Our Dance with Technology

9 min read

For many years, technologies such as the printing press and electric light bulb have been almost indispensable in our lives. The printing press enabled us (perhaps even forced us) to become readers, while the light bulb meant that our night times have no longer become a time when we simply fall asleep. Similarly, in recent years we have grown accustomed to communicating in writing with other people via the Internet rather than via letters. Many of us have even moved beyond the Internet and written word to texting and sharing images via social media. I suspect that there are many people now living who have never written a letter. It seems that technology not only leads us to adopt new behaviors, but also abandon old behaviors.

The dance becomes even more intricate as we delve into the functioning of our brains. It is not just a matter of doing more reading and less listening, or spending evening in an alert state, it is also a matter of the way our brain grows when we are children, the way in which it changes as we live through our adult years, and the way in which we remember things, feel about things, reflect on things, and take actions based on our thoughts, feelings and reflections.

As Children

Are we actively interacting with another person (such as our primary caregiver)? This interacting influencing the extent to which we discern the difference between random noise on the one hand, and important noises that soon become known to us as words and as something we can ourselves emit to some effect. We talking to other people, and they react to (and often express joy) in hearing us talk.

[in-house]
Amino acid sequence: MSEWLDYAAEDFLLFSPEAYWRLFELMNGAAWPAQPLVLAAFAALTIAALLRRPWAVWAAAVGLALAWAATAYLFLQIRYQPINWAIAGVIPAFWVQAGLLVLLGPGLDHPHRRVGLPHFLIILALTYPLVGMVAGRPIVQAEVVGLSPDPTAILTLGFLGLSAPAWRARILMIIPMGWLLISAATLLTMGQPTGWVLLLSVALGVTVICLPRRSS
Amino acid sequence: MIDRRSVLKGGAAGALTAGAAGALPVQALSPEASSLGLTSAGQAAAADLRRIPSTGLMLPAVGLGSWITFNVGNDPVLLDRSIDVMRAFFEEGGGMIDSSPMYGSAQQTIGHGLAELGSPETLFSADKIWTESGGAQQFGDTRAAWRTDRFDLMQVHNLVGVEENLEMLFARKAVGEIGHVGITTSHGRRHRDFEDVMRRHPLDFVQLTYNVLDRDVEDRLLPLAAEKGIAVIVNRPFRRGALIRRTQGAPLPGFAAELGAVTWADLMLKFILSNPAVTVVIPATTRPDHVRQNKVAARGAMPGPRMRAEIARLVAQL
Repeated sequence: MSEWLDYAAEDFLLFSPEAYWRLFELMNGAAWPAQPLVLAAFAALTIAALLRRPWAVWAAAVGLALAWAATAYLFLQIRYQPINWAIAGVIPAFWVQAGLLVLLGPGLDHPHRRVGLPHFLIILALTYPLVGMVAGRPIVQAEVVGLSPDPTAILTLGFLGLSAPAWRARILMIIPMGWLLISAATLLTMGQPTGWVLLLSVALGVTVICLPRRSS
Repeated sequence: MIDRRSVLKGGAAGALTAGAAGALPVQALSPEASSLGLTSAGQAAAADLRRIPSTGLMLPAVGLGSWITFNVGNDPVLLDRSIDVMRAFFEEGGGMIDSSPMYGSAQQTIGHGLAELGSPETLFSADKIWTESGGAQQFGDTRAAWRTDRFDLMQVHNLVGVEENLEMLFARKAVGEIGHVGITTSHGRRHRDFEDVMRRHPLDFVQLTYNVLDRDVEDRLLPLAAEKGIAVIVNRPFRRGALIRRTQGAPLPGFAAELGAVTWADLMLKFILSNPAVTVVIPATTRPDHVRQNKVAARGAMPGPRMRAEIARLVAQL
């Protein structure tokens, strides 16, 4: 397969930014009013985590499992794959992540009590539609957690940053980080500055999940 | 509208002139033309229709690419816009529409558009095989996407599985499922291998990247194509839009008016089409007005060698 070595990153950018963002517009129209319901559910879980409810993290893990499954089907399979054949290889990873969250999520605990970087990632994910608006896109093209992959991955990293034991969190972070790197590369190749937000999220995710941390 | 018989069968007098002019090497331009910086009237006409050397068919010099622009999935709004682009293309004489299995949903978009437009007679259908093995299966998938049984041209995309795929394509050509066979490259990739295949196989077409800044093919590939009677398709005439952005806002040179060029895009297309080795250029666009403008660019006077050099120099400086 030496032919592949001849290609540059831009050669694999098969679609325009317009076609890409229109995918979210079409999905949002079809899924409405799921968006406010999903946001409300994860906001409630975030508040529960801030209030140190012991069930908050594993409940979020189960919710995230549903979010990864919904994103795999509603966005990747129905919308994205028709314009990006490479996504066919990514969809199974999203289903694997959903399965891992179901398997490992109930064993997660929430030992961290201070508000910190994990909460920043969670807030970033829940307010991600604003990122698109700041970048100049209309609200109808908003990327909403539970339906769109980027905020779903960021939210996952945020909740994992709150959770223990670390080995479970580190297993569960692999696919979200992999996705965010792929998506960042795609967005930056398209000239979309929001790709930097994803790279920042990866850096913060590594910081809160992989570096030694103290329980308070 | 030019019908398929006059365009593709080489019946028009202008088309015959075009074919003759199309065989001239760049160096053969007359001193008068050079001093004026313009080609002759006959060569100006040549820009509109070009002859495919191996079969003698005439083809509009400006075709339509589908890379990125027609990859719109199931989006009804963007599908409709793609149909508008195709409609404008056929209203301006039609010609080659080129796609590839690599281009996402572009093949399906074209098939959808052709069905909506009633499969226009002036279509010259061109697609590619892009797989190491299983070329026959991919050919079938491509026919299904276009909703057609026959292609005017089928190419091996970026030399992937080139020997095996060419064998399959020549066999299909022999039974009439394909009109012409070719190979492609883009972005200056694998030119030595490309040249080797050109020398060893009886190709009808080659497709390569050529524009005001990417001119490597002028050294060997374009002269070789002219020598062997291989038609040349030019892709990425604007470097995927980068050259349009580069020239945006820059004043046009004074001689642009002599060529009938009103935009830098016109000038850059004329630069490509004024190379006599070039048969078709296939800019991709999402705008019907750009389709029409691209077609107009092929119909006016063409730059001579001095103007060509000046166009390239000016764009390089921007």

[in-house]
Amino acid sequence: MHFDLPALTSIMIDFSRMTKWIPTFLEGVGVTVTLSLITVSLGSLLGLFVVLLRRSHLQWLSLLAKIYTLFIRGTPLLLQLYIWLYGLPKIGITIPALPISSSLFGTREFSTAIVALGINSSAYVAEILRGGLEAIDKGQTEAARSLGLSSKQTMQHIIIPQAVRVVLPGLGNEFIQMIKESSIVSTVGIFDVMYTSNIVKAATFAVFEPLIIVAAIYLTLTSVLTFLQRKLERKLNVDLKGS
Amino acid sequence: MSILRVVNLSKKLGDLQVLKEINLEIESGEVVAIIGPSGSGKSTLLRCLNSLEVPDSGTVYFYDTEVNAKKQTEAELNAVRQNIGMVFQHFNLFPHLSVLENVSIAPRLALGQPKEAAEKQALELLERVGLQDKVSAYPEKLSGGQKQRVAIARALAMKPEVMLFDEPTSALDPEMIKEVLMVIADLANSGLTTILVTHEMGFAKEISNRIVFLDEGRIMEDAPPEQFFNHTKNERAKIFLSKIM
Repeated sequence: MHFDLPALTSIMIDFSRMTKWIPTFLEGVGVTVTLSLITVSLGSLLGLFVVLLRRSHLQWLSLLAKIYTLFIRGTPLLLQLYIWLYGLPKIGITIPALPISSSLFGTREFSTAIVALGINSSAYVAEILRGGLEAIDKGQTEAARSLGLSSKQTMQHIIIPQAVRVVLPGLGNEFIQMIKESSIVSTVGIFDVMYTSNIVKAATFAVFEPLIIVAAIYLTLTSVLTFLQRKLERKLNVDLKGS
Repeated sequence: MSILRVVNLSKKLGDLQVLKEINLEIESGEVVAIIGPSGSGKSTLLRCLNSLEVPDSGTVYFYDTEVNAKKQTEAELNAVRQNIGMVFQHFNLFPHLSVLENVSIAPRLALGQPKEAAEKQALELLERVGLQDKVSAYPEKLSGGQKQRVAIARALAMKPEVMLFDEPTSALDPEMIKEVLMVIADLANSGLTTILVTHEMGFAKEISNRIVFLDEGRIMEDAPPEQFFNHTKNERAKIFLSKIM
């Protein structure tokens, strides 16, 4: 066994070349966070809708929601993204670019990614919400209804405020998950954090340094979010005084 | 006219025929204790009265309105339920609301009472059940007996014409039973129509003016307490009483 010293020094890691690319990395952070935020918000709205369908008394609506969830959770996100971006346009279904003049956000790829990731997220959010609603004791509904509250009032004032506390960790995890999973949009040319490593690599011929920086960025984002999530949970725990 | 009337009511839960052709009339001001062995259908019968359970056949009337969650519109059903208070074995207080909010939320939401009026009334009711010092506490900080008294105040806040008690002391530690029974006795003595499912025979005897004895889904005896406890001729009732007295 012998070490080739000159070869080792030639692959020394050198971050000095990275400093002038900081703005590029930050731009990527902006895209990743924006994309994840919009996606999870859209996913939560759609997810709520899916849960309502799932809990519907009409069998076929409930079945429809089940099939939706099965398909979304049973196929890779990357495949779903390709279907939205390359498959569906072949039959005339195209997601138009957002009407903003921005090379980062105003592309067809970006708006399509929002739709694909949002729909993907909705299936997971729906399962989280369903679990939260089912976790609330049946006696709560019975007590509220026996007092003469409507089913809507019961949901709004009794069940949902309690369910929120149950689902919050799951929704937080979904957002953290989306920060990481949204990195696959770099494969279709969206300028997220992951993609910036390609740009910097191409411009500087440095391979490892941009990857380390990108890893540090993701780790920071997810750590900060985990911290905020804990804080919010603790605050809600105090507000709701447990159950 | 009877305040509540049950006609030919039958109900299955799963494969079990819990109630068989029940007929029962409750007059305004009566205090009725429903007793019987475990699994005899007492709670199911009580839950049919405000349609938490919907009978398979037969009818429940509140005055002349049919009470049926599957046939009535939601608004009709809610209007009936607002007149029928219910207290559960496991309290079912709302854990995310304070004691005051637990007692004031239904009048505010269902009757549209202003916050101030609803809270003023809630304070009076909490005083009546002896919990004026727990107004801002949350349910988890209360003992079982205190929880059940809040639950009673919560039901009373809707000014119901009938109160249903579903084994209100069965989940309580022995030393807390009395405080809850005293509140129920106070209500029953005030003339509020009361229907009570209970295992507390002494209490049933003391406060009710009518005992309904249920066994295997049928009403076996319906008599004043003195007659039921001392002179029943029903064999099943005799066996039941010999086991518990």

Conversely, are we passively watching something on TV while sitting in our cranked-up swing set? If this is the case, then we are less likely to differentiate what is being conveyed by the person talking on TV from other noises in our environment. It all seems like nothing more than a blur. And we are less likely to focus on language and interpersonal relationships. The technology of television has taught us how to be passive recipients of information, rather than active engagers in human relationships.

Interpersonally oriented psychologists and psychiatrists (such as Harry Stack Sullivan) have proposed that our basic sense of self is defined by our relationships with other people. We are one “self” when interacting with our mother, and another “self” when interacting with our best friend or our boss. Some psychologists (e.g. Brothers, 2001) takes it a step further, suggesting that our fundamental sense of reality is invested in our relationships with other people. We are finding out about not just our self but also all other elements of reality through our interpersonal interactions. Without this interaction, our world remains the blur of early childhood. If our early childhood relationship is primarily with a television, then does life remain a blur—since there is no interaction with the T.V. There is only passive reception of visual and auditory images.

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